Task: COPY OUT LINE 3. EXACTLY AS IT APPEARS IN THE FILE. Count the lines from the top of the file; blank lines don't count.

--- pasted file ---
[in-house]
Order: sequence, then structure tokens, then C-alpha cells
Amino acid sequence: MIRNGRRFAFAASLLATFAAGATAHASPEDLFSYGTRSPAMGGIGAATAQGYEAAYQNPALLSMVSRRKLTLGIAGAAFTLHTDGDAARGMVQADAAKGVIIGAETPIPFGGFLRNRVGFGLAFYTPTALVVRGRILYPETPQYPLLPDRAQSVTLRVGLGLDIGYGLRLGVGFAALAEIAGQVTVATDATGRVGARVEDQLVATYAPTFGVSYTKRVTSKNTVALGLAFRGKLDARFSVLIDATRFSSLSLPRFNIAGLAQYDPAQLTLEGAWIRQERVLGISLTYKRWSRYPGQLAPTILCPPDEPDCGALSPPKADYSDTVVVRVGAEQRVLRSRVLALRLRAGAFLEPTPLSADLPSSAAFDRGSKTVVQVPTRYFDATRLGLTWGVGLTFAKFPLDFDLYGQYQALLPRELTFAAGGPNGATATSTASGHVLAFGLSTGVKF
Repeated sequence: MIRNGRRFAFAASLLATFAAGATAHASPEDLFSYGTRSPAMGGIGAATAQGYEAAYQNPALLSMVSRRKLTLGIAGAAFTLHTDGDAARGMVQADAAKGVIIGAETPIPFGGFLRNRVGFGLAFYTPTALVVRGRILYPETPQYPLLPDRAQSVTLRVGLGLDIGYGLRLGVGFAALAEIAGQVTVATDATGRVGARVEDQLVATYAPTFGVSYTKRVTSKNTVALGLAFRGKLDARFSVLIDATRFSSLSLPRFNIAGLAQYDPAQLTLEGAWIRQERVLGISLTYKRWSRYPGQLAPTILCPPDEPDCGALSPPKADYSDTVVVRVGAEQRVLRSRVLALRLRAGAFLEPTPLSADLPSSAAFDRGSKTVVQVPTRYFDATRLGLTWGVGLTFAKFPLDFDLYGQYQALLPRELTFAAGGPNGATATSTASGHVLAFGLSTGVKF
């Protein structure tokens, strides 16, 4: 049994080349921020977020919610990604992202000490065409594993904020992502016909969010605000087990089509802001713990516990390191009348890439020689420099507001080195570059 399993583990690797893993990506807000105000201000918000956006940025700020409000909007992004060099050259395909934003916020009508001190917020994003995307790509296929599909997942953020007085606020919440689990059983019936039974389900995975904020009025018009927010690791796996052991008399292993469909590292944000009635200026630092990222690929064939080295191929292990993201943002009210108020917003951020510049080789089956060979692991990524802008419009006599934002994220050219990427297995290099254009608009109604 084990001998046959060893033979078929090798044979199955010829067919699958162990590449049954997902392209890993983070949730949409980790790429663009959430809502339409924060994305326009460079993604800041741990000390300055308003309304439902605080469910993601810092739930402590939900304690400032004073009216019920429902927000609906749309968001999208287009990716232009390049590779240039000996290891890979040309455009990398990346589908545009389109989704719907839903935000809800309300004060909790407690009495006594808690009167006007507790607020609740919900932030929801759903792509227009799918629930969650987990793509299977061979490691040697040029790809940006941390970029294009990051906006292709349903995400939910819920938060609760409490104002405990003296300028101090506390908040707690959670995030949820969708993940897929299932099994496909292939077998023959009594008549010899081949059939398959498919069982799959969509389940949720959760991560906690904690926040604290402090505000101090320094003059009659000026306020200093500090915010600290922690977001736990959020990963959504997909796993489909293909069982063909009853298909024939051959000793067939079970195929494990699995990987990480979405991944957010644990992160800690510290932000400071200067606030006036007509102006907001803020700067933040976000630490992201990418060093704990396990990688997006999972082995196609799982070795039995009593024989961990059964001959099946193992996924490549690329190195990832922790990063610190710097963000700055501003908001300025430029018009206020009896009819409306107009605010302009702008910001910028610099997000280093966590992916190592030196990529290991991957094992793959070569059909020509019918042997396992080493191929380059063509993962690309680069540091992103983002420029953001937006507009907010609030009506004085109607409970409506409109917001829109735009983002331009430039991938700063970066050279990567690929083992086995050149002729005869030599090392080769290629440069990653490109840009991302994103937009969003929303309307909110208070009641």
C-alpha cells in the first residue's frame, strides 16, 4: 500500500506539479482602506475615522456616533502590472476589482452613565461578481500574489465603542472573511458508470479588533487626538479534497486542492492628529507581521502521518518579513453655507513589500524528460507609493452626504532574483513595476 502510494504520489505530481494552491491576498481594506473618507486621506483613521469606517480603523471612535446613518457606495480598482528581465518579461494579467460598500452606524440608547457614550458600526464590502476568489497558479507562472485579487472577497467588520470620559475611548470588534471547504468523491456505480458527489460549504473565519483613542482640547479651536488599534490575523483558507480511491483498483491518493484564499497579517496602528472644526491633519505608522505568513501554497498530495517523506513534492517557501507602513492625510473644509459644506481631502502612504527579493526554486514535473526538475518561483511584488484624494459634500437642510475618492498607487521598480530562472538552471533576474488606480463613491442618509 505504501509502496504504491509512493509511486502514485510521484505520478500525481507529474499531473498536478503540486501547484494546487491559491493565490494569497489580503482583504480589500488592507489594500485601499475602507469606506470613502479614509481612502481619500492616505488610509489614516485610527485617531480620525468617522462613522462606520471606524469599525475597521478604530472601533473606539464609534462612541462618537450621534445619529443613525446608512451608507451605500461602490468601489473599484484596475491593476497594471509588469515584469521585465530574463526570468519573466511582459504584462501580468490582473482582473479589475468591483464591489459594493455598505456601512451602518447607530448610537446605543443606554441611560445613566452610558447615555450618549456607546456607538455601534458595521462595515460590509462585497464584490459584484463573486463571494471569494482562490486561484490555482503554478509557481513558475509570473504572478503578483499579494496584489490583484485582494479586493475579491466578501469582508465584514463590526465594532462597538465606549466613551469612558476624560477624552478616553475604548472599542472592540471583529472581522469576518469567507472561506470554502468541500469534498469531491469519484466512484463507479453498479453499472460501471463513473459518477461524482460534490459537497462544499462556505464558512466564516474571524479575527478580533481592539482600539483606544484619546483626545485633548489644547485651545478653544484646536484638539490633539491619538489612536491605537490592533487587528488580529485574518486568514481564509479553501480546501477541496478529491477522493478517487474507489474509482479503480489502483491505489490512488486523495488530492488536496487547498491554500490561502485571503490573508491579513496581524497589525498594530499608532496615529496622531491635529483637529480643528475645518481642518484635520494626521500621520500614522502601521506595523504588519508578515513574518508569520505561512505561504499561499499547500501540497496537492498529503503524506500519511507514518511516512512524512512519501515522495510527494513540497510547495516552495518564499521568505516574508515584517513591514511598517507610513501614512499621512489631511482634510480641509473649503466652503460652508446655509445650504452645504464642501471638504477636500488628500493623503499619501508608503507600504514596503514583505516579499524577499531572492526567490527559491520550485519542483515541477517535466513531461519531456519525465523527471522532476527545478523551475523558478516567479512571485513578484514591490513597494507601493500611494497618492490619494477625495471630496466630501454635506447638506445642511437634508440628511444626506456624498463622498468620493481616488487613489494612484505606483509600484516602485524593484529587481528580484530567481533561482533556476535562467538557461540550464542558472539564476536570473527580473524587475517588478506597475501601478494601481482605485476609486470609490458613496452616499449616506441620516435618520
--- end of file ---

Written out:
Amino acid sequence: MIRNGRRFAFAASLLATFAAGATAHASPEDLFSYGTRSPAMGGIGAATAQGYEAAYQNPALLSMVSRRKLTLGIAGAAFTLHTDGDAARGMVQADAAKGVIIGAETPIPFGGFLRNRVGFGLAFYTPTALVVRGRILYPETPQYPLLPDRAQSVTLRVGLGLDIGYGLRLGVGFAALAEIAGQVTVATDATGRVGARVEDQLVATYAPTFGVSYTKRVTSKNTVALGLAFRGKLDARFSVLIDATRFSSLSLPRFNIAGLAQYDPAQLTLEGAWIRQERVLGISLTYKRWSRYPGQLAPTILCPPDEPDCGALSPPKADYSDTVVVRVGAEQRVLRSRVLALRLRAGAFLEPTPLSADLPSSAAFDRGSKTVVQVPTRYFDATRLGLTWGVGLTFAKFPLDFDLYGQYQALLPRELTFAAGGPNGATATSTASGHVLAFGLSTGVKF